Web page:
Summary of report content
Healthwatch Camden undertook research into Covid-19 vaccine hesitancy, following discussions with the NHS and other partners in Camden. They used what they found to support residents to arrive at an informed view about COVID-19 vaccination. During February 2021, Healthwatch Camden worked with three local community organisations to survey 223 people about their views on the COVID-19 vaccine and the local rollout.
Nearly all responders (97%) were from Black, Asian, or minority ethnic backgrounds. The most common ethnicities of survey participants were Bangladeshi, Chinese, Somali, or other African background. For 80% of responders, English was not their first language and the survey was translated and conducted by representatives from local organisations before being translated back into English.
For the overwhelming majority, this survey was the first time they had been asked about their views on the COVID-19 vaccine. This provided a unique insight into local concerns. With this insight, Healthwatch Camden held an online ‘COVID-19 Vaccine Q&A Session’ where local GPs and Public Health professionals and addressed the key questions and concerns identified in the survey.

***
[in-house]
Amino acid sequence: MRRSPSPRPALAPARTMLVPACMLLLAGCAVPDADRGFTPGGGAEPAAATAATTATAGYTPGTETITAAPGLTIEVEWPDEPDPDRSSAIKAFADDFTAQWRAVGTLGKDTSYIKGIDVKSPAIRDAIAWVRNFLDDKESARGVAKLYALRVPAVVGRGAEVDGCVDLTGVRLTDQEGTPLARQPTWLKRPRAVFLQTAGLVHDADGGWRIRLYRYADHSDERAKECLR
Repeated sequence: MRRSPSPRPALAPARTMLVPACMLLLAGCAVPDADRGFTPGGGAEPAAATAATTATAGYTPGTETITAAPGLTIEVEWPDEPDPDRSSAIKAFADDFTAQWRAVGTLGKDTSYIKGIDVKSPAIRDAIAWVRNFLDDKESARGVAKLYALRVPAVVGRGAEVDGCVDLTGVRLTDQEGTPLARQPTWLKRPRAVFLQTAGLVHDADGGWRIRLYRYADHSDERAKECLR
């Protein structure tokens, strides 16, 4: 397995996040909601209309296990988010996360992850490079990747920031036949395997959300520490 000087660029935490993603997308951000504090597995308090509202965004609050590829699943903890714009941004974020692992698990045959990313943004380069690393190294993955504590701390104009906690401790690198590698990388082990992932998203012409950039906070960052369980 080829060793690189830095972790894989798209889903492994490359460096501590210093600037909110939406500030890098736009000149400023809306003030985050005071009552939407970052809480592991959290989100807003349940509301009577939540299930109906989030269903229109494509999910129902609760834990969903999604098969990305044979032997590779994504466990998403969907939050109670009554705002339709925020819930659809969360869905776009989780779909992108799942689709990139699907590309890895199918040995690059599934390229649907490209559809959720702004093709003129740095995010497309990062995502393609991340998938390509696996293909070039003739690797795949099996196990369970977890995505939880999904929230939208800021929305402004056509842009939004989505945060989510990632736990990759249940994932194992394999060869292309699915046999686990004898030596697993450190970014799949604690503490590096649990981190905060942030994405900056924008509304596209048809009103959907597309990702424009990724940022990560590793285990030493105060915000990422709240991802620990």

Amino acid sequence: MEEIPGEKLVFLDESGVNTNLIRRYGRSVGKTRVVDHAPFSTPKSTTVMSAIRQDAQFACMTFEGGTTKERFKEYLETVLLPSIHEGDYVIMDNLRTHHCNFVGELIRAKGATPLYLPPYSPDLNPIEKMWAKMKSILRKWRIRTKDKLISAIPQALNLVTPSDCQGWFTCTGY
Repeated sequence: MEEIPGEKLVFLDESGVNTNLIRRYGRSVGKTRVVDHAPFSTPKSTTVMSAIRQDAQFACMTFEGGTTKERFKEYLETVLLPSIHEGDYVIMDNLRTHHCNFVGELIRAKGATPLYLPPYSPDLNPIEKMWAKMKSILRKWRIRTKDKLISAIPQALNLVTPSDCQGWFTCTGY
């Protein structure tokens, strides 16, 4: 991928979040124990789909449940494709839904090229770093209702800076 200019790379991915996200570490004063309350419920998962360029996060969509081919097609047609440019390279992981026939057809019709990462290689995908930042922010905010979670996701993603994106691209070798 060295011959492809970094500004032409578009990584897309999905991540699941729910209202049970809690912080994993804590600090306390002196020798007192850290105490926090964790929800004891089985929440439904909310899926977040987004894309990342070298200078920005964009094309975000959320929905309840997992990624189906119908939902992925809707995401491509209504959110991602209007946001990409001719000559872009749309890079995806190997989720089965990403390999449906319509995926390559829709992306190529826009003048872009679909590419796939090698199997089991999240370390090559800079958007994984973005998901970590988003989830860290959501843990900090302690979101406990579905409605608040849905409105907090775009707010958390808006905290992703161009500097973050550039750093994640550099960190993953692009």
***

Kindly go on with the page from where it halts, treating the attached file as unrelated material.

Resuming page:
Five key findings have emerged that will support the NHS’s decision making during the COVID-19 vaccination rollout:
1. The more knowledge someone felt they had about the vaccine, the greater the likelihood of them wanting to be vaccinated.
2. The most popular sources of information about the vaccine were television and Social Media.
3. There were subtle differences in the most common concerns that different age groups have about COVID-19 vaccination.
4. Almost one-third of those that were reluctant to get the vaccine indicated that they would reconsider their decision if they had more information.
5. General Practices were the most popular location to get the vaccine, although many would be happy with any venue within a reasonable distance. In addition, younger people and people from Black or Black British backgrounds were less likely to get the vaccine, which is consistent with existing national evidence on this topic.
The report concludes with 3 recommendations on information needs and trusted support. Next